(New York, N.Y.) — Leading human rights advocates and United Nations (UN) officials are calling on the Islamic Republic of Iran to halt the planned execution of Arman Abdolali on the grounds that he was under 18 at the time of his alleged crime. Amnesty International has asserted that Abdolali’s confession to Iranian officials was extracted through torture. Iran’s judicial system subjects detainees and prisoners to beatings, rape, sleep deprivation, denial of food and medicine, and other atrocities. UN officials assert Abdolali was held in solitary confinement for 76 days and denied asthma medication.
The United Against Nuclear Iran (UANI) resource Cruel and Inhuman: Executions and Other Barbarities in Iran’s Judicial System spotlights Iran’s status as one of the world’s top executioners of child offenders. Killing such persons violates the International Covenant on Civil and Political Rights, to which Iran is a signatory. Nonetheless, boys over the age of 13 who commit crimes are eligible for death sentences under Iranian law. UN officials report Iran has “more than 85 juvenile offenders on death row.”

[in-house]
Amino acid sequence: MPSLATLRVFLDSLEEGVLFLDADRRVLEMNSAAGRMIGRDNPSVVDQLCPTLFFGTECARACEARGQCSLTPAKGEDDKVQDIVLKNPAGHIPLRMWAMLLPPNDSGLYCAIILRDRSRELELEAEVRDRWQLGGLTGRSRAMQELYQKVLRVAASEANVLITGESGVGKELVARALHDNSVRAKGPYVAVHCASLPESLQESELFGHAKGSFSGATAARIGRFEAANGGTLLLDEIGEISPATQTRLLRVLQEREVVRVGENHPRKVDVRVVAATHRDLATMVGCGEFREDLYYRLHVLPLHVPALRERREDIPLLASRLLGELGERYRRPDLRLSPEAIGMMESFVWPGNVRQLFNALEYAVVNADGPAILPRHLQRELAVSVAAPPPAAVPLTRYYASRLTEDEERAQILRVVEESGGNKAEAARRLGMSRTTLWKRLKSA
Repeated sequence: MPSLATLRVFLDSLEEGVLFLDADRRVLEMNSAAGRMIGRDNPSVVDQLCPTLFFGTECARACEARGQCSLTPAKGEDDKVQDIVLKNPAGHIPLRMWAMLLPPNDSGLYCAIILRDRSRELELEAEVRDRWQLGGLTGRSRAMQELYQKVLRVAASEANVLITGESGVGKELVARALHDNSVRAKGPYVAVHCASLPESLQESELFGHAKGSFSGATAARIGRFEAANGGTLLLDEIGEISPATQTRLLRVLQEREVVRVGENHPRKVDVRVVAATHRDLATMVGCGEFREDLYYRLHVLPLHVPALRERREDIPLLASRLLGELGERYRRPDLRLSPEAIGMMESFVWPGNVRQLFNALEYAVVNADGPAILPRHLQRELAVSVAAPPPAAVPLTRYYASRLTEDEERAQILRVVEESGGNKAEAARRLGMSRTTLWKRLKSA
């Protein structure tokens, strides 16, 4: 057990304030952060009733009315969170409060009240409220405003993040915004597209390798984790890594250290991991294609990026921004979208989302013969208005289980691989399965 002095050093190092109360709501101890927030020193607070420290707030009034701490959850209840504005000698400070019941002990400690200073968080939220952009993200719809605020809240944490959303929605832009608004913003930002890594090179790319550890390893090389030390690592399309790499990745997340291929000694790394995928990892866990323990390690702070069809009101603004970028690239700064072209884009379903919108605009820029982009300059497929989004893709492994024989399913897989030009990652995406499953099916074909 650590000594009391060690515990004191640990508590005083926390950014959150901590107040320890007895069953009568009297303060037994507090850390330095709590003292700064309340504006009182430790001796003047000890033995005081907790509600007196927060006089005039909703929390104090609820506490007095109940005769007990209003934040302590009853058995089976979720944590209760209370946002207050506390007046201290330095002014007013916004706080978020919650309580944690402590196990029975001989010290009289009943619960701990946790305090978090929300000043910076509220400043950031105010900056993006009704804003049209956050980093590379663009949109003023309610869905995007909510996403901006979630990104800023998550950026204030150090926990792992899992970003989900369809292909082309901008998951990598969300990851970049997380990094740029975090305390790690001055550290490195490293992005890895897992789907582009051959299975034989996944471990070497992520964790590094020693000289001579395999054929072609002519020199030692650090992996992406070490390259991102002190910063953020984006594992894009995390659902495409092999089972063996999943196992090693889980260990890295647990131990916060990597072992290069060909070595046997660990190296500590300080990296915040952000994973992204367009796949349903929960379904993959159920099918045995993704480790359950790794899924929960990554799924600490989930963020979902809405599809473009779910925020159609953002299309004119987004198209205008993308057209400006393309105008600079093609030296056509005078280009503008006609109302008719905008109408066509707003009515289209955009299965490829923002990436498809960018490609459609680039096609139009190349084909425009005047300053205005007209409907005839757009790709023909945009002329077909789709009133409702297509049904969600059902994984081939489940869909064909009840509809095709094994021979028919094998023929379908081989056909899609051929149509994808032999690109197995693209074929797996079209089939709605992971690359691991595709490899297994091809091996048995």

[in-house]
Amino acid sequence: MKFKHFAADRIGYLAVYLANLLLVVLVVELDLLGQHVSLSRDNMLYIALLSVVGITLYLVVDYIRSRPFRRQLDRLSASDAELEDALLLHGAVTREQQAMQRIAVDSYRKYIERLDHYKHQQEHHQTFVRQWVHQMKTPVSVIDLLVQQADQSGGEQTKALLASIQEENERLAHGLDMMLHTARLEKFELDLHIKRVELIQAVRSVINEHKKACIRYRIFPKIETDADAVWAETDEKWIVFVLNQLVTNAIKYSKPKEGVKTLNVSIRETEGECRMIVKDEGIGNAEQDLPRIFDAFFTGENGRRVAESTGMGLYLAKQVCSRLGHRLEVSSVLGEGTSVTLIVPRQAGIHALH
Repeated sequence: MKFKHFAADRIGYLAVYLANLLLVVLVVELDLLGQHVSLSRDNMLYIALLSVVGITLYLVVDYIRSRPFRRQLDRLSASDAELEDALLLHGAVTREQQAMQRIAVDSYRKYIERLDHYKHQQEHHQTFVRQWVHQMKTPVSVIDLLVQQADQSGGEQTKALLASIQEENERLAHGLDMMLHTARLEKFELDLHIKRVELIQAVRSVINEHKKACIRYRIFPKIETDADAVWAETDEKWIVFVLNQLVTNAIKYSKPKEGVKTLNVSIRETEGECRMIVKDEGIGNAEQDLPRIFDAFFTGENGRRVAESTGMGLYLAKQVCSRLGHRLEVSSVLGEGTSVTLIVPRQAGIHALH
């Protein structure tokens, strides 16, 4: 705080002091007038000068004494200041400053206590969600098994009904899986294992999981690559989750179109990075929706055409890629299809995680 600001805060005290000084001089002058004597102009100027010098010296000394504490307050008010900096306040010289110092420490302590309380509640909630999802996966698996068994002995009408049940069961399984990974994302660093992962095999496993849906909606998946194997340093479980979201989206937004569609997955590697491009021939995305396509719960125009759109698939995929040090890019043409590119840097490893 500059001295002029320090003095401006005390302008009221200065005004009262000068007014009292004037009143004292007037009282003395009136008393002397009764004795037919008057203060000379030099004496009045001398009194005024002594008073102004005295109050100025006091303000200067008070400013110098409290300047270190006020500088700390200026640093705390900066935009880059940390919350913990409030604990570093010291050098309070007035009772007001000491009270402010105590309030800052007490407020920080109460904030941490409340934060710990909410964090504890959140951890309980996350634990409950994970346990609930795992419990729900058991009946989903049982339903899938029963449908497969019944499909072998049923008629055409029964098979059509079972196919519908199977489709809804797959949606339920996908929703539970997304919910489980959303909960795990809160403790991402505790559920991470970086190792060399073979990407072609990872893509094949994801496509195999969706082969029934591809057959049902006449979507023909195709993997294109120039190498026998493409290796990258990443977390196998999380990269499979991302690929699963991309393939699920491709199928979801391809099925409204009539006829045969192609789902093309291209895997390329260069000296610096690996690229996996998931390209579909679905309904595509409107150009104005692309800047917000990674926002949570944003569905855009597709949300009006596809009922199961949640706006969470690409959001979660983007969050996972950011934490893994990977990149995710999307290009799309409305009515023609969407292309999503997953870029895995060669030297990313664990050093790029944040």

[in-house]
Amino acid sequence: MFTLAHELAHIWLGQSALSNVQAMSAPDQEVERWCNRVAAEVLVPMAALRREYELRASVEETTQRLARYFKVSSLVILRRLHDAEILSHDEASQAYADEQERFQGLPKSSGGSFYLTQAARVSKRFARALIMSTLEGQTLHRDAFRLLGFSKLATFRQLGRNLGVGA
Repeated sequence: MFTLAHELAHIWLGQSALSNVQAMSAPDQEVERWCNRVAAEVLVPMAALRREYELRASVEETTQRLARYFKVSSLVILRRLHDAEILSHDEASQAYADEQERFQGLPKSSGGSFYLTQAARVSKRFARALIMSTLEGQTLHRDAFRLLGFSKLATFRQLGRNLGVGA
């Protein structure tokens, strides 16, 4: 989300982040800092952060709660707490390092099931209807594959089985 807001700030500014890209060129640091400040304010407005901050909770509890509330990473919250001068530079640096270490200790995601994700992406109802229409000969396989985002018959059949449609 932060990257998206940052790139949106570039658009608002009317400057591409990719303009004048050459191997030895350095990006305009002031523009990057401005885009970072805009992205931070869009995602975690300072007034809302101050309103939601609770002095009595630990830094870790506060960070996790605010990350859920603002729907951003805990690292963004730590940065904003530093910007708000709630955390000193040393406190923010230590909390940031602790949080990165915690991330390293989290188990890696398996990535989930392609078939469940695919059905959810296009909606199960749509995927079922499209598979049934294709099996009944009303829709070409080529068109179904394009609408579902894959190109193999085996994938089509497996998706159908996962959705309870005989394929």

Under Iran’s penal code, alternatives to a death sentence are possible for child offenders if there is uncertainty about their "mental maturity." Owing to that, Iran’s Supreme Court granted Abdolali a retrial in February 2020. Subsequently, a criminal court ruled it impossible to evaluate his mental maturity, and consequently erred on the side of executing him by reimposing the death sentence. Iran reportedly plans to execute Abdolali on Saturday, October 16, 2021.
To read the UANI’s resource Cruel and Inhuman: Executions and Other Barbarities in Iran’s Judicial System, please click here.